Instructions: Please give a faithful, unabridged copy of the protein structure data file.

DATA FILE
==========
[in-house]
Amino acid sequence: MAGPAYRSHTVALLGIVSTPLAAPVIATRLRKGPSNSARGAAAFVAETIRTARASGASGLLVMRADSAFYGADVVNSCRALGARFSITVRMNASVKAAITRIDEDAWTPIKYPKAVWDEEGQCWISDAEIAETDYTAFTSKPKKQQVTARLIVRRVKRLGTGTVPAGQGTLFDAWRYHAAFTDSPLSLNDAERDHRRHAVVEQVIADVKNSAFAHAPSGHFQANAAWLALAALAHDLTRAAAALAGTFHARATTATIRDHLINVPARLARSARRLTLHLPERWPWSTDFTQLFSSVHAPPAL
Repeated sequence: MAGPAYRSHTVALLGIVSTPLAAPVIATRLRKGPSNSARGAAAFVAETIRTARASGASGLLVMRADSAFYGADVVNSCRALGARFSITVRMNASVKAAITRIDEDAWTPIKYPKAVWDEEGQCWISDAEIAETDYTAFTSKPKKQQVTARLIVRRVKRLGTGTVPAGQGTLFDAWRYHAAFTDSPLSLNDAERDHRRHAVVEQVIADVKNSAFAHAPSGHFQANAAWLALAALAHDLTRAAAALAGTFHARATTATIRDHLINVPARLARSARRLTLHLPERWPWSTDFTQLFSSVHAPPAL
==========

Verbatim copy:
[in-house]
Amino acid sequence: MAGPAYRSHTVALLGIVSTPLAAPVIATRLRKGPSNSARGAAAFVAETIRTARASGASGLLVMRADSAFYGADVVNSCRALGARFSITVRMNASVKAAITRIDEDAWTPIKYPKAVWDEEGQCWISDAEIAETDYTAFTSKPKKQQVTARLIVRRVKRLGTGTVPAGQGTLFDAWRYHAAFTDSPLSLNDAERDHRRHAVVEQVIADVKNSAFAHAPSGHFQANAAWLALAALAHDLTRAAAALAGTFHARATTATIRDHLINVPARLARSARRLTLHLPERWPWSTDFTQLFSSVHAPPAL
Repeated sequence: MAGPAYRSHTVALLGIVSTPLAAPVIATRLRKGPSNSARGAAAFVAETIRTARASGASGLLVMRADSAFYGADVVNSCRALGARFSITVRMNASVKAAITRIDEDAWTPIKYPKAVWDEEGQCWISDAEIAETDYTAFTSKPKKQQVTARLIVRRVKRLGTGTVPAGQGTLFDAWRYHAAFTDSPLSLNDAERDHRRHAVVEQVIADVKNSAFAHAPSGHFQANAAWLALAALAHDLTRAAAALAGTFHARATTATIRDHLINVPARLARSARRLTLHLPERWPWSTDFTQLFSSVHAPPAL